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Charles Blackman was born in Sydney in 1928. Blackman studied art from 1943 to 1946 while working as a press artist before moving to Melbourne, getting married and supporting himself as a cook. When John Reed became his patron and Blackman started exhibiting, newspaper critics began to write favourably on his work. Shortly thereafter Blackman commenced his series of works based on the Schoolgirl, with their menacing and threatening atmosphere.
'They are, in his schoolgirl pictures (c.1951-53) extraordinary creatures; both knowing and innocent, ugly and beautiful, they are guarded or neglected by Trinian and other saints as they raise their arms in excesses of sensitivity or desperation, aggression or defencelessness. As they walk, run, fall, float, through their empty world they are both accuser and accused; gleaming hope or fear, asking for pity or revenge, they are always victims.' Reference: Ray Mathew, 'Charles Blackman', Georgian House, Melbourne, 1965, pp. 3-4.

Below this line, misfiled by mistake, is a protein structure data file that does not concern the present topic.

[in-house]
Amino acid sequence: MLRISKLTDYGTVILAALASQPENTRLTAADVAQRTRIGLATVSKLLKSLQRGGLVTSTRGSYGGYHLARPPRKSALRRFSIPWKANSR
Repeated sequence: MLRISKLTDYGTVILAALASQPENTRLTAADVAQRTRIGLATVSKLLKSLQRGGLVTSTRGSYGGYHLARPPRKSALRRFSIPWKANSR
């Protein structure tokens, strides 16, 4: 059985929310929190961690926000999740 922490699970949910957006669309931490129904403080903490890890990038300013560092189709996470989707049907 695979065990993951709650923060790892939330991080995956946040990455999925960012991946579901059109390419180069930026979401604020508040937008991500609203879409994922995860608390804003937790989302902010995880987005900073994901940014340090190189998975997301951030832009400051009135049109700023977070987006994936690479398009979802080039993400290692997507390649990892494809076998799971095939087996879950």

In 1956, Blackman started to paint the Alice in Wonderland series based on Lewis Carroll's fantastical tale of a girl who fell down a rabbit hole. These works follow the highly iconic, imaginative journey of Carroll's story. With forty- six work in the entire series, painted over 12 months, these pictures remain some of his most popular works that Blackman has produced to date.
In 1960, Blackman won the Helena Rubinstein Scholarship which allowed him to travel and study overseas, exhibiting at the Whitechapel and Tate galleries in London. On his return to Australia, Blackman continued to exhibit extensively.
He has been awarded many prizes and awards, culminating in a major Retrospective exhibition in 1993. Blackman's work is represented in the National Gallery of Australia, all state galleries, many regional galleries and numerous private and corporate collections, both nationally and internationally.
Savill Galleries has exhibited the work of Charles Blackman since inception in 1987 and has a large stock of his work dating from the 1950s to more recent work.
This is a link to an interesting article, where James Gleeson interviewed Charles Blackman